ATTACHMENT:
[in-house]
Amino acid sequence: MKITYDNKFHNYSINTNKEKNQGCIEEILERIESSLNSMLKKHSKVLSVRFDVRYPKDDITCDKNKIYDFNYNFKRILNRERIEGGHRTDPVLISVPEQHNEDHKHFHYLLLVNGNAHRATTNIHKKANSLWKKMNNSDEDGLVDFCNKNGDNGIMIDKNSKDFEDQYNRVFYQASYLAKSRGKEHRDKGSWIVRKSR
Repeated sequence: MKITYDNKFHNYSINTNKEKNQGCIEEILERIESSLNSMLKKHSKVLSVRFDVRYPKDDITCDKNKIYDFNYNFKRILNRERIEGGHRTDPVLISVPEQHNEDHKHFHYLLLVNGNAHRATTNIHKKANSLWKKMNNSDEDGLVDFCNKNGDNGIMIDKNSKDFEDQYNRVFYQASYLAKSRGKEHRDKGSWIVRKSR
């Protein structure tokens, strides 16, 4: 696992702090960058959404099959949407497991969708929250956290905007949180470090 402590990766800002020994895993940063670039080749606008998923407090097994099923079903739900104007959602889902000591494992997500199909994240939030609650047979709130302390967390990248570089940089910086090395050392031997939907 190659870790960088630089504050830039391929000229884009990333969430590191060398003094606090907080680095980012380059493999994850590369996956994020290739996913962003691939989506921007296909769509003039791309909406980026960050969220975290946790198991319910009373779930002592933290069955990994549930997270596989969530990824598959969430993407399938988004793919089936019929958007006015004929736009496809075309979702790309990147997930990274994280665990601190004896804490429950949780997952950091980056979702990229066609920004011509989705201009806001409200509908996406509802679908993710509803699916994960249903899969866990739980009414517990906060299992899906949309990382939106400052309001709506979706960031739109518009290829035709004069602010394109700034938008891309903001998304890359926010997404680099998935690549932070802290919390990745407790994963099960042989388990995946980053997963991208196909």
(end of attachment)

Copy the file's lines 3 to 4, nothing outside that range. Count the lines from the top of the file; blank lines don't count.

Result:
Repeated sequence: MKITYDNKFHNYSINTNKEKNQGCIEEILERIESSLNSMLKKHSKVLSVRFDVRYPKDDITCDKNKIYDFNYNFKRILNRERIEGGHRTDPVLISVPEQHNEDHKHFHYLLLVNGNAHRATTNIHKKANSLWKKMNNSDEDGLVDFCNKNGDNGIMIDKNSKDFEDQYNRVFYQASYLAKSRGKEHRDKGSWIVRKSR
């Protein structure tokens, strides 16, 4: 696992702090960058959404099959949407497991969708929250956290905007949180470090 402590990766800002020994895993940063670039080749606008998923407090097994099923079903739900104007959602889902000591494992997500199909994240939030609650047979709130302390967390990248570089940089910086090395050392031997939907 190659870790960088630089504050830039391929000229884009990333969430590191060398003094606090907080680095980012380059493999994850590369996956994020290739996913962003691939989506921007296909769509003039791309909406980026960050969220975290946790198991319910009373779930002592933290069955990994549930997270596989969530990824598959969430993407399938988004793919089936019929958007006015004929736009496809075309979702790309990147997930990274994280665990601190004896804490429950949780997952950091980056979702990229066609920004011509989705201009806001409200509908996406509802679908993710509803699916994960249903899969866990739980009414517990906060299992899906949309990382939106400052309001709506979706960031739109518009290829035709004069602010394109700034938008891309903001998304890359926010997404680099998935690549932070802290919390990745407790994963099960042989388990995946980053997963991208196909």